Darker Than You Think (1948)
Spine Front Cover Book Details
Author
Jack Williamson
Publication Date 1998
Format Leather-bound (225 x 150 mm)
Publisher The Easton Press
Genre Fantasy
Product Details
Series Masterpieces of Fantasy
No. of Pages 310
Paper Type Acid-neutral paper
First Edition No
Personal Details
URL This book on Amazon.com
Rating 8
No. of Reviews 11
Credits
Frontispiece/Illustrator Jill Bauman
Original Details
Original Publisher Spectrum Literary Agency
Original Publication Year 1948
Plot
Who is the Child of the Night?

That's what small-town reporter Will Barbee must find out. Inexorably drawn into investigating a rash of grisly deaths, he soon finds himself embroiled in something far beyond mortal understanding.

Doggedly pursuing his investigation, he meets the mysterious and seductive April Bell and starts having disturbing tantalizing dreams in which he does terrible things--things that are stranger and wilder than his worst nightmares. Then his friends begin dying one by one and he slowly realizes that an unspeakable evil has been unleashed.

As Barbee's world crumbles around him in a dizzying blizzard of madness, the intoxicating, dangerous April pushes Barbee ever closer to the answer to the question "Who is the Child of the Night?"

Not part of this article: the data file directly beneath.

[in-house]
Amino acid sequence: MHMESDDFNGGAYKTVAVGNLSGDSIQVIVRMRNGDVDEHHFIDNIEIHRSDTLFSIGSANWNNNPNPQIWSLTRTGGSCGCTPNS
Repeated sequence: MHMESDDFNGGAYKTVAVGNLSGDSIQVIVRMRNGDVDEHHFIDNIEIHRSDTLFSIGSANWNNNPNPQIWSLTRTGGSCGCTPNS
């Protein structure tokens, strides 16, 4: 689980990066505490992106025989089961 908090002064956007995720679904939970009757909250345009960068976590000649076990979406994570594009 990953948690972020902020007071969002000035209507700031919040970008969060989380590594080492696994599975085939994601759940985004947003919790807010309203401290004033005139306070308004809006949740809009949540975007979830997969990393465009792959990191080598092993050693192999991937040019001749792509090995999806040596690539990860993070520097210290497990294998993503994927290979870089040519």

When Barbee finds out, he'll wish he'd never been born.


Notes
THE SUBJECT IS FANTASY.

If science fiction is physics, fantasy is psychology. If science fiction is outer space, fantasy is inner space. If science fiction is rocket ships and formulas, fantasy is broomsticks and spells. If science fic tion is the there and then, fantasy is the nowhere and nowhen.

Distinctions like these between science fiction and fantasy lead to a novel, Darker Than You Think, that combines elements of both genres in a form that has been called "rationalized fantasy." As David Pringle wrote in Modern Fantasy: The Hundred Best Novels, "This is one of those novels that occupy the uncertain zone between science fiction and the supernatural horror story." The novel was written by a science-fiction writer who started publishing stories in the SF magazines in 1928 at the age of 20 and is still publishing them 70 years later. His name is Jack Williamson, and a 1997 novel, The Black Sun, was voted onto Locus magazine's "recommended reading" list, and a Williamson short story, "The Firefly Tree," was included in David Hartwell's 1998 World's Best SF.

As amazing as Williamson's longevity in the SF writing profession (and perhaps an explanation for it) has been his adaptability: science fiction changes every decade, and Williamson has adjusted to each new direction in writing style and subject matter. Born in 1908 in Bisbee, Arizona, Williamson grew up on an isolated, near desert New Mexico homestead and found companionship among books, particularly science fiction and fantasy. His discovery of the pulp magazines led him to Amazing Stories and that magazine inspired him to try writing science fiction and fantasy.